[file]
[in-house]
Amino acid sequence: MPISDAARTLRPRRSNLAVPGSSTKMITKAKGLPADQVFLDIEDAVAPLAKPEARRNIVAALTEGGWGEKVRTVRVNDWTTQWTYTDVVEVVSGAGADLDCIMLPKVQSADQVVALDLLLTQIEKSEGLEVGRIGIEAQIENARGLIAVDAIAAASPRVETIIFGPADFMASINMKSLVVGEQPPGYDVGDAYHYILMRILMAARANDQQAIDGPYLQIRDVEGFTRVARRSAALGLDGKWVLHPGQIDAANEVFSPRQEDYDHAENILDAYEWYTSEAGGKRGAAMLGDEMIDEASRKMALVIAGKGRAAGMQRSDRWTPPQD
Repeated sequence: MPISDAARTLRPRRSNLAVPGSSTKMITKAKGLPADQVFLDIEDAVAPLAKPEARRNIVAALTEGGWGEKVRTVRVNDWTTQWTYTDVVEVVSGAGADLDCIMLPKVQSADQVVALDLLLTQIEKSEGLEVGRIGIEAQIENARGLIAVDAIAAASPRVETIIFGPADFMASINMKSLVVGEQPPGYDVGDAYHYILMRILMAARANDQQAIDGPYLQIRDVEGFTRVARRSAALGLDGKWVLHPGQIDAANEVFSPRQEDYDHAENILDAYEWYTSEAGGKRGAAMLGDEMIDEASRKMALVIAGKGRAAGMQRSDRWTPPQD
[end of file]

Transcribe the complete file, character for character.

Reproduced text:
[in-house]
Amino acid sequence: MPISDAARTLRPRRSNLAVPGSSTKMITKAKGLPADQVFLDIEDAVAPLAKPEARRNIVAALTEGGWGEKVRTVRVNDWTTQWTYTDVVEVVSGAGADLDCIMLPKVQSADQVVALDLLLTQIEKSEGLEVGRIGIEAQIENARGLIAVDAIAAASPRVETIIFGPADFMASINMKSLVVGEQPPGYDVGDAYHYILMRILMAARANDQQAIDGPYLQIRDVEGFTRVARRSAALGLDGKWVLHPGQIDAANEVFSPRQEDYDHAENILDAYEWYTSEAGGKRGAAMLGDEMIDEASRKMALVIAGKGRAAGMQRSDRWTPPQD
Repeated sequence: MPISDAARTLRPRRSNLAVPGSSTKMITKAKGLPADQVFLDIEDAVAPLAKPEARRNIVAALTEGGWGEKVRTVRVNDWTTQWTYTDVVEVVSGAGADLDCIMLPKVQSADQVVALDLLLTQIEKSEGLEVGRIGIEAQIENARGLIAVDAIAAASPRVETIIFGPADFMASINMKSLVVGEQPPGYDVGDAYHYILMRILMAARANDQQAIDGPYLQIRDVEGFTRVARRSAALGLDGKWVLHPGQIDAANEVFSPRQEDYDHAENILDAYEWYTSEAGGKRGAAMLGDEMIDEASRKMALVIAGKGRAAGMQRSDRWTPPQD